When my wife of twenty-five years died, I was amazed how many people in my church struggled spiritually with why God would allow me, their blessed pastor, to suffer like this. My concern is that maybe I’ve given them the idea that as God's man I’m shielded from hardship and suffering. I do know this—often I preach out of a sense of fear. Sometimes I'm not even aware of this fear but it drives my message passionately. I end up communicating an unintentional message. I have to stand on a pedestal to be seen and heard but the reality of Tammy’s death reminded many that no one is immune to suffering—not the man standing nor the one sitting.

My heart has been aching this week for the wife and daughters of Dr. Fred Winter, the pastor of First Baptist Church of Maryville, Illinois. I cannot imagine the horror of the congregation that watched as a deranged gunman shot first his Bible and then Fred to death. I didn’t know Fred, but do I know that last Sunday he stepped into that pulpit to do what he has faithfully done for over twenty years—preach the word. In the act of answering God's call and fulfilling his mission, he lost his life. What is the Message? It’s not safe to preach anymore. But then again, it never has been. Fred's message and life are one. We live in a fallen and sin-sick world that needs the words in Fred's Bible applied to people. Fred was a faithful man of God who preached the Word.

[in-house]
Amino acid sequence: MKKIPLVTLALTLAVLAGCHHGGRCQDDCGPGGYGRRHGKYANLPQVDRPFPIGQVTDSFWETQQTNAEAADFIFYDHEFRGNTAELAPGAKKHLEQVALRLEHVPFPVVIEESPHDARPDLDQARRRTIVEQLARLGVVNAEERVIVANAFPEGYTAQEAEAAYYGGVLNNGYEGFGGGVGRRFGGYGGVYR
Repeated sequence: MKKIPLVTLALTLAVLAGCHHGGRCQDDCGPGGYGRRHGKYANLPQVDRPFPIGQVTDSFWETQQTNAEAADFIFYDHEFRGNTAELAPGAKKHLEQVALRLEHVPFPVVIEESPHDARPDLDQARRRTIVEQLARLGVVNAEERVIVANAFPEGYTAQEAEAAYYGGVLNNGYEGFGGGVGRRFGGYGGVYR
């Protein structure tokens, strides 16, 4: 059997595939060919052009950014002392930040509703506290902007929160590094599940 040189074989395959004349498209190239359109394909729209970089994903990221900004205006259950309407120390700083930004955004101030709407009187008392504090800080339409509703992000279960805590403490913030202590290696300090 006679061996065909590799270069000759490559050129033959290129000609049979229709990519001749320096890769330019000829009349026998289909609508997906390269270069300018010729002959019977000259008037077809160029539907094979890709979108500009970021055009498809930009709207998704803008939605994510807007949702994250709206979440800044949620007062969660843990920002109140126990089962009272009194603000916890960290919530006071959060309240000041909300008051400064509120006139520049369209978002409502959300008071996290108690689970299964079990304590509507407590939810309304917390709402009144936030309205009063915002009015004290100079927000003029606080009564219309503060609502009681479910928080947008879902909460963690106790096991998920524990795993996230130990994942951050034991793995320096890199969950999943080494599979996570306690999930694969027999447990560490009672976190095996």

Today Fred is preaching his greatest sermon ever. His life, now in full reflection of those who loved him and knew him and his faithfulness to "preach the word," is speaking not only to the people of Maryville, Illinois, but to a nation. This is incarnational preaching at its best.

Ed Litton

5 comments:

rodney said...

I understand the shooter's gun jammed after the fourth round was fired. Here's to shoddy gun maintenance. If he had been a "details guy," there may have been more victims.
Have a good week, Pastor Ed.

JGWmom said...

So well said, Pastor Ed. My husband is a pastor - a preacher. In fact just this same past Sunday I watched and listened to him bear his soul as he used an illustration not from his long ago past or of some other detached personality, but of himself failing to be the EVANGELIST that God would have desired him to be on a roadside as a stranger helped him change a tire on none-the-less the church van. God in His GREAT MERCY uses our faults, our failures and our great sufferings -even and especially the ones which seem so meaningless to "Preach" sermons that sometimes touch people in ways that no spoken word ever could. I am sure the people of FBC Maryville will remember some of the sermons preached to them by their shepherd, but I just imagine that they will remember more the ones they witnessed being lived out before them by him and by his family in these days of heartache and pain...as I know yours have witnessed in your life as well. Your faith is inspirational and I greatly appreciate your transparent "pen"! May God continue to bless you and use you for His glory!